January 4, 2014
“Happy families are all alike; every unhappy family is unhappy in its own way.” –Anna Karenina by Leo Tolstoy
I am so sorry for your loss. And I do appreciate that you recognize that your loss is different than mine, that your grief is different than mine. But you know what? My loss is different than yours, too. My grief is different than yours. And my grief is different than Paula’s. And your grief is different than my mom’s. (She had a miscarriage between my brother and me.)
But you know what else? I’m really glad that you told me. I’m glad that you’ve decided to share your pain. Because even though our grief is different, we understand each other. We each know what it is to lose a dream. We have each lost an imagined future.
Yes, losing a pregnancy before viability is different than losing a baby after viability. But the dreams are the same. We all looked forward to the same happiness. And since that happiness has shattered, we are unhappy in our own ways. And we need to support each other in our grieving. But the only way we can do that is if we are each willing to share. Unless we’re each willing to say to the world “I’ve been hurt”, those who have suffered similarly will never know to step forward and say “I’ve been hurt that way, too.”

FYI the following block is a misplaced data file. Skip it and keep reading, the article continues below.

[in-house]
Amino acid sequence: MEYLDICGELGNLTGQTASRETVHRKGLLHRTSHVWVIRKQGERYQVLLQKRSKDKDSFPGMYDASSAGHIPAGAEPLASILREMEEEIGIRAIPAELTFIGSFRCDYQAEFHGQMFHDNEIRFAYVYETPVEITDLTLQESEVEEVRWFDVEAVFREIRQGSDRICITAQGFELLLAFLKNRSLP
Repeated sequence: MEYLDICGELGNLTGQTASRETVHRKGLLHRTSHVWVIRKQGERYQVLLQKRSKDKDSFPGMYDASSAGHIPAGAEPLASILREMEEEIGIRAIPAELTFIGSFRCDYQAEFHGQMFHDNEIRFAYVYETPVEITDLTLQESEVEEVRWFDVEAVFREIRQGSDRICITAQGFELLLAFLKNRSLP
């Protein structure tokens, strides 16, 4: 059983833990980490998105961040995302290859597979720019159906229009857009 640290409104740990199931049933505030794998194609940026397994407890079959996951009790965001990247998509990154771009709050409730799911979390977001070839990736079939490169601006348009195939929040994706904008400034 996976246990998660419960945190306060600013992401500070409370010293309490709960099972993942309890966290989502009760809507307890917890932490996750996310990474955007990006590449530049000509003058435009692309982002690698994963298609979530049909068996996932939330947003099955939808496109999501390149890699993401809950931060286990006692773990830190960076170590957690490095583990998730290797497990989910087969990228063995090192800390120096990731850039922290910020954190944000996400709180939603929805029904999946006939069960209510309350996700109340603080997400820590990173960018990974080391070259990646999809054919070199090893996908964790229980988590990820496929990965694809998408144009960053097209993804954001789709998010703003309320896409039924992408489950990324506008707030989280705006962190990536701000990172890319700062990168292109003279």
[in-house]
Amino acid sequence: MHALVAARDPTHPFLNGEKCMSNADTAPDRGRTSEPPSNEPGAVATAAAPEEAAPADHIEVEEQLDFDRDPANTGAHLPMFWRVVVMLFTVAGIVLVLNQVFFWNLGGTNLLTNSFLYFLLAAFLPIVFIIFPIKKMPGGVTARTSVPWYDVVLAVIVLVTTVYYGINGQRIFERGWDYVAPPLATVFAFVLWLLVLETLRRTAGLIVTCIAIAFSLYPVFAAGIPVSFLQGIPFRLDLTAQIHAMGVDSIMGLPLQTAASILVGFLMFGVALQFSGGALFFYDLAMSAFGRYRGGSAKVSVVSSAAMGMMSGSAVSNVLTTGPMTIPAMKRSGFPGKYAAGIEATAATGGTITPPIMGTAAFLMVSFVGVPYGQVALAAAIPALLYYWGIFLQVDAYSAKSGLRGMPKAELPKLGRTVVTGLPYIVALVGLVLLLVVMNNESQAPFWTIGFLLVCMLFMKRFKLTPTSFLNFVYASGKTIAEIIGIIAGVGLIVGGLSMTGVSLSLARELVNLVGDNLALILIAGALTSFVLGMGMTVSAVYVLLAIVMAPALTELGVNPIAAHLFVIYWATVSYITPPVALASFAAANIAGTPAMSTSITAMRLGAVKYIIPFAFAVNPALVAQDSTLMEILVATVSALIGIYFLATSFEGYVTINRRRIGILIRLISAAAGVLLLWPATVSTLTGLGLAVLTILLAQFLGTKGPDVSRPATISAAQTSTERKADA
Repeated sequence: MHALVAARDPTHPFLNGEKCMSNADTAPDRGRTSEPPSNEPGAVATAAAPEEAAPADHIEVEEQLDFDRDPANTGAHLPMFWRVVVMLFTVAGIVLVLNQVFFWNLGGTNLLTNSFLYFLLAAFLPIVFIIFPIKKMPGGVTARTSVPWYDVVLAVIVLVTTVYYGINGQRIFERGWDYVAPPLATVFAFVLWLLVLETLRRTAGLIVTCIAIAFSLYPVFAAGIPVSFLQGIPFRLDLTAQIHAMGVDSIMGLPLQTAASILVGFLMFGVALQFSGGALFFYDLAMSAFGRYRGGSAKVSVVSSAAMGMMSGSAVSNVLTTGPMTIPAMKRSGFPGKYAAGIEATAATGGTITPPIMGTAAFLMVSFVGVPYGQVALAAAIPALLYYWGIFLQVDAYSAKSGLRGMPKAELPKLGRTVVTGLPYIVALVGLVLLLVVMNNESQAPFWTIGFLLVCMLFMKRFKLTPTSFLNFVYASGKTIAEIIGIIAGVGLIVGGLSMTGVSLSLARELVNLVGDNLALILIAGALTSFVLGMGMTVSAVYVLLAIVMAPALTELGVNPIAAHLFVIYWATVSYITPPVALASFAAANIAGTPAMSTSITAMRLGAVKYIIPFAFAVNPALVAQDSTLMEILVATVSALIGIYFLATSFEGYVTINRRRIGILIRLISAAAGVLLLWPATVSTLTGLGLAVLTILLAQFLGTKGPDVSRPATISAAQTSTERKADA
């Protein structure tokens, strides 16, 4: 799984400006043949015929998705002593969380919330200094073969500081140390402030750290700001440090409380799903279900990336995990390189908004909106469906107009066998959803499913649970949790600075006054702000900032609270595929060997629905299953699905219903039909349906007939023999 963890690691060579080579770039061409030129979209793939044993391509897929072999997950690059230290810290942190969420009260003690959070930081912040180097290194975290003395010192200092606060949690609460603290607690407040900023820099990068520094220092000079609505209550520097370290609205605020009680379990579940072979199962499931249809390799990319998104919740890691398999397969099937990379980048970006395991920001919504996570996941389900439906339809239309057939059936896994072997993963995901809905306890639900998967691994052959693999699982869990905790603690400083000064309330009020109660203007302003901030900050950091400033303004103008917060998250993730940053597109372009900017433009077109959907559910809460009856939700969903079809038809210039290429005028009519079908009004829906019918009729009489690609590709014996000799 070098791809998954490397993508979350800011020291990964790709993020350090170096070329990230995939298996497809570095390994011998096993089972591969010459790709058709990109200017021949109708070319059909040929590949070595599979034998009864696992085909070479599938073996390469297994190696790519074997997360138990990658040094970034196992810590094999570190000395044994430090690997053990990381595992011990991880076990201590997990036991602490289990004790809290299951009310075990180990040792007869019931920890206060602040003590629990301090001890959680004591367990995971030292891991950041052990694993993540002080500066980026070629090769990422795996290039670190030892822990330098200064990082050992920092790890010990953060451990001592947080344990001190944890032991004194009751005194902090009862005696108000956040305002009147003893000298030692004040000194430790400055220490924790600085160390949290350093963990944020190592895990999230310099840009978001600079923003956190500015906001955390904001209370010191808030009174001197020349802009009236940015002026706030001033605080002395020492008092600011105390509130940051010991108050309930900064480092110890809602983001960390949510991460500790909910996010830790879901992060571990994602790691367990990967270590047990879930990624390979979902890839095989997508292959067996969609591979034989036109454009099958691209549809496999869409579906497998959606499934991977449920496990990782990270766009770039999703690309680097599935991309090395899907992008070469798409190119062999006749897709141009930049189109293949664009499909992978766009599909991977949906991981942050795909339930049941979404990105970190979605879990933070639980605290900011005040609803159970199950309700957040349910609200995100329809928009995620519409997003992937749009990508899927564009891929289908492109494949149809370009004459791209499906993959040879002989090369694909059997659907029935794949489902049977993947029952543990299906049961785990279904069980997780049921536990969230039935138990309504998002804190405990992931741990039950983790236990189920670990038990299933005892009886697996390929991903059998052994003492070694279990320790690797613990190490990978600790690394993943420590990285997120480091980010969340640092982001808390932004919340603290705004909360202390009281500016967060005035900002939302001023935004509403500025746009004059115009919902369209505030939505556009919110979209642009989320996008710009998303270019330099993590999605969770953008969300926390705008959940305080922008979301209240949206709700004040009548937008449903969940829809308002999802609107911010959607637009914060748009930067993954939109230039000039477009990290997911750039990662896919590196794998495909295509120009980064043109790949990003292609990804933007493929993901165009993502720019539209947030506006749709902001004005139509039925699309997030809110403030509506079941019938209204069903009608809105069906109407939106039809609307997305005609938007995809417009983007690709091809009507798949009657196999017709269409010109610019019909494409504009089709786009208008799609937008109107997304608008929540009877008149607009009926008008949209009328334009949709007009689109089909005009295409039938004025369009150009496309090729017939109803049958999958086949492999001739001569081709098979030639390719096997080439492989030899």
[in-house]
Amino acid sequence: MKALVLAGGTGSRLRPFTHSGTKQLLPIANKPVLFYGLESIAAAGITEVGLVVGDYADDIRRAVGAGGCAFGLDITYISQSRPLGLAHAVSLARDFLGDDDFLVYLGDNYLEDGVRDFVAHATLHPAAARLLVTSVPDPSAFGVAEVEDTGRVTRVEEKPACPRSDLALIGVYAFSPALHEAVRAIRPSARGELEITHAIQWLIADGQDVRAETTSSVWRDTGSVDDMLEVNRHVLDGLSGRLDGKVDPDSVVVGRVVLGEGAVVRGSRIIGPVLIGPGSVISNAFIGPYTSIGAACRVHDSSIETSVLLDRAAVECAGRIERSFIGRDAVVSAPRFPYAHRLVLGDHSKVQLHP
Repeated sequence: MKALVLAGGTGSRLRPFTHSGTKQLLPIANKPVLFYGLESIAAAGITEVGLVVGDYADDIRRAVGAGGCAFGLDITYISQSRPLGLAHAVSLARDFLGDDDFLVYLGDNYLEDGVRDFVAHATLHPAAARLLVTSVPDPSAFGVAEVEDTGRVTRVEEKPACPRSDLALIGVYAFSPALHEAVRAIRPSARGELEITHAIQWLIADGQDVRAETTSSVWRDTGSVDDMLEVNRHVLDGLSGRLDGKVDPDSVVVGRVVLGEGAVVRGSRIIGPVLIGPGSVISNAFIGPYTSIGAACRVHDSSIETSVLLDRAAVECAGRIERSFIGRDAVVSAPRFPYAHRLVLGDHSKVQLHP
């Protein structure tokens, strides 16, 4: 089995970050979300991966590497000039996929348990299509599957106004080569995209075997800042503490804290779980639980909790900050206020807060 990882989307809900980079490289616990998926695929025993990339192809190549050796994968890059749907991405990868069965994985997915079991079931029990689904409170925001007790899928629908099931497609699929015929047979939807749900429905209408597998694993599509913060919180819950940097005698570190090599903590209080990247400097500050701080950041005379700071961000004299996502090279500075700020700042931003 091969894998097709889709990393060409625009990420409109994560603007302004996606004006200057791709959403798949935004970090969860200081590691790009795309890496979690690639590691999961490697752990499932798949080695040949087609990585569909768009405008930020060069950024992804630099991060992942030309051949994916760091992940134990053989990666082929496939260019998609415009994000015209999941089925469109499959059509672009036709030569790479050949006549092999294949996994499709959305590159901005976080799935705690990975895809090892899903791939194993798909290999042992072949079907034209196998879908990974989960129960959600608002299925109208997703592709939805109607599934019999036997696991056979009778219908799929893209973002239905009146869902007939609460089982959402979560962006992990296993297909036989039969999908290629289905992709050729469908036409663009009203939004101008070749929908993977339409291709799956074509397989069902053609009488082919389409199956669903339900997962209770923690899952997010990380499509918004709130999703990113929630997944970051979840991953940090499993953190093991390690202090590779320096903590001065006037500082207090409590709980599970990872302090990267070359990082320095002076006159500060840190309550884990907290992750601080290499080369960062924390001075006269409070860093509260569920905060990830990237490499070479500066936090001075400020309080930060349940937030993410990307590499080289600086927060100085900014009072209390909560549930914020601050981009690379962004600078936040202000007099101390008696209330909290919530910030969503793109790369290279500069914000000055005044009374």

This is going to sound wrong, but I’m glad to hear about your loss. It’s not schadenfreude. It doesn’t make me happy. But there must be some big German word for this feeling of comfort in knowing that other people hurt, too. I’m not glad that your heart aches. I’m not glad that you, too, are grieving. But I am glad to know that I’m not alone in my heart ache, in my grief.
And I know that you don’t may not want to make your pain public. Especially when so many other friends are posting about how they’re pregnant. (BTW, my “sponsor” emailed me today to say the jealousy I wrote about the other day doesn’t really go away.) But unless we are all willing to share our sorrow along with our happiness, none of us can know when we need to reach out to each other. Maybe this can be Sofia’s legacy. Maybe her brief existence can help us all share so that we all can see just how not alone we are.
P.S. I hated Anna Karenina. I mean I really hated it. I spent most of the book rooting for the train. If you want to read a classic about adultery, I recommend Flaubert’s Madame Bovary. But the first sentence of Anna Karenina? One of Tolstoy’s finest observations.